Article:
Coronavirus (COVID-19), HR Management & Compliance

EEOC Clarifies Employers’ Rights to Require COVID-19 Vaccinations

The Equal Employment Opportunity Commission (EEOC) has updated its guidance on how employers can navigate federal antidiscrimination laws while requiring employees to be vaccinated against COVID-19.

Source: Davizro / iStock / Getty Images

On December 16, the EEOC added a section on how the COVID-19 vaccination interacts with the legal requirements of the Americans with Disabilities Act (ADA), Title VII of the Civil Rights Act of 1964, and the Genetic Information Nondiscrimination Act (GINA) to its publication titled “What You Should Know About COVID-19 and the ADA, the Rehabilitation Act, and Other EEO Laws.”


The new guidance spells out that the administration of a federally approved or authorized COVID-19 vaccine by an employer does not constitute a “medical examination” for ADA purposes.

“If a vaccine is administered to an employee by an employer for protection against contracting COVID-19, the employer is not seeking information about an individual’s impairments or current health status and, therefore, it is not a medical examination,” the guidance states.

However, asking the prescreening questions necessary before vaccination may implicate the ADA’s provision on disability-related inquiries since those inquiries are likely to elicit information about a disability. So, if an employer administers the vaccine, it must show the prescreening questions are “job-related and consistent with business necessity” to comply with the ADA.

Title VII

The guidance also covers Title VII questions related to employers requiring employees to be vaccinated. Employees may be excused from mandatory vaccination if they have medical or religious reasons for not taking the vaccine.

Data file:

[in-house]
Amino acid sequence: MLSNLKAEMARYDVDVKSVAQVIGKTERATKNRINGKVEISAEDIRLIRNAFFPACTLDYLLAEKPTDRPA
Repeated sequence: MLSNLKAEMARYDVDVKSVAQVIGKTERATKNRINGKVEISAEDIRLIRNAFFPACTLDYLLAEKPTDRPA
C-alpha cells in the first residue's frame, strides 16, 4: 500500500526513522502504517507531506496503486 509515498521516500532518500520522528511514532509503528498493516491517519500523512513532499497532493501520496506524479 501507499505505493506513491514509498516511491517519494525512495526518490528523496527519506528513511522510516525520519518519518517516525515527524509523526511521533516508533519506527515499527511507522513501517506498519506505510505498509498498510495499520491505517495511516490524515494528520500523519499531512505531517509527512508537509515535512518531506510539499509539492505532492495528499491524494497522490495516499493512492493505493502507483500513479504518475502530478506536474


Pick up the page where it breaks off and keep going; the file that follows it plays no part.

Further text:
If an employer is on notice that an employee’s sincerely held religious belief, practice, or observance prevents the individual from getting the vaccination, Title VII requires the employer to provide a reasonable accommodation unless it would pose an undue hardship, which the Act defines as having more than a minimal burden on the employer.

If religious reasons prevent an employee from getting vaccinated and no reasonable accommodation is possible, “then it would be lawful for the employer to exclude the employee from the workplace,” the guidance says, adding this “does not mean the employer may automatically terminate the worker.” In such a case, employers will need to determine if any other federal, state, or local rights apply.


The new guidance also clarifies that administering a COVID-19 vaccination to employees or requiring them to prove they have received the vaccination doesn’t implicate GINA because it doesn’t involve the use of genetic information to make employment decisions or disclose “genetic information” as defined by the statute.

However, the prescreening questions may elicit information about genetic information. The guidance notes that it isn’t yet clear what prescreening questions will be asked.

“If the pre-vaccination questions do not include any questions about genetic information (including family medical history), then asking them does not implicate GINA,” the guidance states. “However, if the pre-vaccination questions do include questions about genetic information, then employers who want to ensure that employees have been vaccinated may want to request proof of vaccination instead of administering the vaccine themselves.”

Tammy Binford writes and edits news alerts and newsletter articles on labor and employment law topics for BLR web and print publications.

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